Reversing Traditional Nonprofit Board Barriers
By: Eugene Fram Free Digital Photo
Clearly the purpose of a nonprofit board is to serve the constituency that establishes it—be it community, industry, governmental unit and the like. That said, the “how” to best deliver that service is often not so clear. An executive committee, for example, can overstep its authority by assuming powers beyond its scope of responsibility. I encountered this in one executive committee when the group developed a strategic plan in an interim period where there was no permanent ED. The board then refused to share it with the incoming executive. In another instance, an executive committee took it upon itself to appoint members of the audit committee—including outsiders who were unknown to the majority on the board.
The fuzziness of boundaries and lack of defined authority call for an active nonprofit system of checks and balances. For a variety of reasons this is difficult for nonprofits to achieve:
- A typical nonprofit board member is often recruited from a pool of friends, relatives and colleagues, and will serve, on a median average, for four to six years. This makes it difficult to achieve rigorous debate at meetings (why risk conflicts with board colleagues?). Directors also are not as eager to thoughtfully plan for change beyond the limits of their terms. Besides discussing day-to-day issues, the board needs to make sure that immediate gains do not hamper long-term sustainability.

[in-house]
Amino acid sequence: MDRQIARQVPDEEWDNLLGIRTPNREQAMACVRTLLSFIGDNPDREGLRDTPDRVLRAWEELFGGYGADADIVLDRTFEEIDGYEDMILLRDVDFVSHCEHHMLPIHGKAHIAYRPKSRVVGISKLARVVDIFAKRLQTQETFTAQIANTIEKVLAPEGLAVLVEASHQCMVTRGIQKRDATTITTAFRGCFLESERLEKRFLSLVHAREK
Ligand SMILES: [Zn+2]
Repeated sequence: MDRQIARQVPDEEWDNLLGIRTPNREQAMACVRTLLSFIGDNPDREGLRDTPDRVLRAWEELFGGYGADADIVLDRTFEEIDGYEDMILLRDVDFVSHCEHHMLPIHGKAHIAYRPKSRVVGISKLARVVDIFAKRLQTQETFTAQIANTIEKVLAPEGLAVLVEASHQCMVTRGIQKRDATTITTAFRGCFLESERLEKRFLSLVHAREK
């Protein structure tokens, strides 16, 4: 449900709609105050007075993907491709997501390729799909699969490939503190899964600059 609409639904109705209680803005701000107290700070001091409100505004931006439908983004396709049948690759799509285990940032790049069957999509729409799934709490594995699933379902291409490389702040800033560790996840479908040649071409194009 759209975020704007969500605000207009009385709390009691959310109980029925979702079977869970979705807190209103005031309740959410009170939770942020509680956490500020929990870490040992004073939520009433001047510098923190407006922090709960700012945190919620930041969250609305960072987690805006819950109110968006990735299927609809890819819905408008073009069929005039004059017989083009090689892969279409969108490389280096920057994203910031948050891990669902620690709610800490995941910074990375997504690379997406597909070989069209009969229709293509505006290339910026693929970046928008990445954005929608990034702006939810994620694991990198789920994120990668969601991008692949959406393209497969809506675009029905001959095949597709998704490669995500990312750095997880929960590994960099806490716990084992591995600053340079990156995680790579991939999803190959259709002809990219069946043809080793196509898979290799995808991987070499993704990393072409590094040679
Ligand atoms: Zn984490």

- The culture of micromanagement is frequently a remnant from the early startup years when board members may have performed operational duties. In some boards it becomes embedded in the culture and continues to pervade the governmental environment, allowing the board and executive committee to involve themselves in areas that should be delegated to management.
- The executive team is a broad partnership of peers –board members, those appointed to the executive committee and the CEO. The executive committee is legally responsible to act for the board between meetings–the board must ratify its decisions. But unchecked, the executive committee can assume dictatorial powers whose conclusions must be rubber-stamped by the board.
Mitigating Oversight Barriers: There is often little individual board members can do to change the course when the DNA has become embedded in the organization. The tradition of micromanagement, for example, is hard to reverse, especially when the culture is continually supported by a succession of like-minded board chairs and CEOs. No single board member can move these barriers given the brevity of the board terms. But there are a few initiatives that three or four directors, working in tandem, can take to move the organization into a high-performance category.
- Meetings: At the top of every meeting agenda there needs to be listed at least one policy or strategy topic. When the board discussion begins to wander, the chair should remind the group that they are encroaching on an area that is management’s responsibility. One board I observed wasted an hour’s time because the chair had failed to intercept the conversation in this manner. Another board agreed to change its timing of a major development event, then spent valuable meeting time suggesting formats for the new event—clearly a management responsibility to develop.
- “New Age” Board Members: While millennial directors may be causing consternation in some legacy-bound nonprofit and business organizations, certain changes in nonprofits are noteworthy. Those board members in the 40- and- under age bracket need some targeted nurturing. I encountered a new young person who energized the board with her eagerness to try to innovative development approaches. She was subsequently appointed to the executive committee, deepening her view of the organization and primed her for board chair leadership.